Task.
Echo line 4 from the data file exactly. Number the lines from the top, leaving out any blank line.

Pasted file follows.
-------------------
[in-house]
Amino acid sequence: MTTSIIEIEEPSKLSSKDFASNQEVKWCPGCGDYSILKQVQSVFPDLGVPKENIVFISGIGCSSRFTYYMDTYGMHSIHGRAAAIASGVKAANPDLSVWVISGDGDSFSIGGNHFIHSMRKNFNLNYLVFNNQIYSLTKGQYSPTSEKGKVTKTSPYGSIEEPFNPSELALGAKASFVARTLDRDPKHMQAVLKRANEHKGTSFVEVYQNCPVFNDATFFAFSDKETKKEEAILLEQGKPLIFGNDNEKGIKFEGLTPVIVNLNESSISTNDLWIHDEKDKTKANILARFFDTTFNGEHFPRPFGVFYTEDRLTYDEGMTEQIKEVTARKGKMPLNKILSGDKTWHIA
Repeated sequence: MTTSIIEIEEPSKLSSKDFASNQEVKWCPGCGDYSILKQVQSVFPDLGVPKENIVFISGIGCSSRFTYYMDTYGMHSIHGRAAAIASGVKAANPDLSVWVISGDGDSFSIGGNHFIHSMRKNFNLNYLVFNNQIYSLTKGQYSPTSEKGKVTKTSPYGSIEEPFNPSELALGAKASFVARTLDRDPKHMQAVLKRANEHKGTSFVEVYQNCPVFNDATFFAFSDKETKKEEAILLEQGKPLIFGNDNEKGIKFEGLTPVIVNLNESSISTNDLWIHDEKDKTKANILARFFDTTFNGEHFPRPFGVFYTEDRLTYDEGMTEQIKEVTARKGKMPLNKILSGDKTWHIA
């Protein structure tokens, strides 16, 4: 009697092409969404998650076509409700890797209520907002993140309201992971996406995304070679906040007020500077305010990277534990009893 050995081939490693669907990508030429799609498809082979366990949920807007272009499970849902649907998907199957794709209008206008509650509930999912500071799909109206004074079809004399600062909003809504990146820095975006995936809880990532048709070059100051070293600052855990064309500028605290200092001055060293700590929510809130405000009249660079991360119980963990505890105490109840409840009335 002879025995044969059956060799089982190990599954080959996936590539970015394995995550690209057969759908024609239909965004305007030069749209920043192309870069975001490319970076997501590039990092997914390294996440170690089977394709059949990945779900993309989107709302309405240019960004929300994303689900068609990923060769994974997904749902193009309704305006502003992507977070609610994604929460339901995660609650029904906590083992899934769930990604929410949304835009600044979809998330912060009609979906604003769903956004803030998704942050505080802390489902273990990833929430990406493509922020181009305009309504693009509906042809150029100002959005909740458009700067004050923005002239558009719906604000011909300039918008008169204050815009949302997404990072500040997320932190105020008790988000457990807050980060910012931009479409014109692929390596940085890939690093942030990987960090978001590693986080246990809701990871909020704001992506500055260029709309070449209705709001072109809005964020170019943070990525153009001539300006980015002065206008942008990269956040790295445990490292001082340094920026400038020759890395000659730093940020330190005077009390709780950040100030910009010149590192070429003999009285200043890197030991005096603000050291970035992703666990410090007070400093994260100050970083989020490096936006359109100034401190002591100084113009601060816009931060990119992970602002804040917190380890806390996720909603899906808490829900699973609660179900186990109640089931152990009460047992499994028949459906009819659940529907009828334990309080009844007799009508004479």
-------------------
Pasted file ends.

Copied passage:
């Protein structure tokens, strides 16, 4: 009697092409969404998650076509409700890797209520907002993140309201992971996406995304070679906040007020500077305010990277534990009893 050995081939490693669907990508030429799609498809082979366990949920807007272009499970849902649907998907199957794709209008206008509650509930999912500071799909109206004074079809004399600062909003809504990146820095975006995936809880990532048709070059100051070293600052855990064309500028605290200092001055060293700590929510809130405000009249660079991360119980963990505890105490109840409840009335 002879025995044969059956060799089982190990599954080959996936590539970015394995995550690209057969759908024609239909965004305007030069749209920043192309870069975001490319970076997501590039990092997914390294996440170690089977394709059949990945779900993309989107709302309405240019960004929300994303689900068609990923060769994974997904749902193009309704305006502003992507977070609610994604929460339901995660609650029904906590083992899934769930990604929410949304835009600044979809998330912060009609979906604003769903956004803030998704942050505080802390489902273990990833929430990406493509922020181009305009309504693009509906042809150029100002959005909740458009700067004050923005002239558009719906604000011909300039918008008169204050815009949302997404990072500040997320932190105020008790988000457990807050980060910012931009479409014109692929390596940085890939690093942030990987960090978001590693986080246990809701990871909020704001992506500055260029709309070449209705709001072109809005964020170019943070990525153009001539300006980015002065206008942008990269956040790295445990490292001082340094920026400038020759890395000659730093940020330190005077009390709780950040100030910009010149590192070429003999009285200043890197030991005096603000050291970035992703666990410090007070400093994260100050970083989020490096936006359109100034401190002591100084113009601060816009931060990119992970602002804040917190380890806390996720909603899906808490829900699973609660179900186990109640089931152990009460047992499994028949459906009819659940529907009828334990309080009844007799009508004479």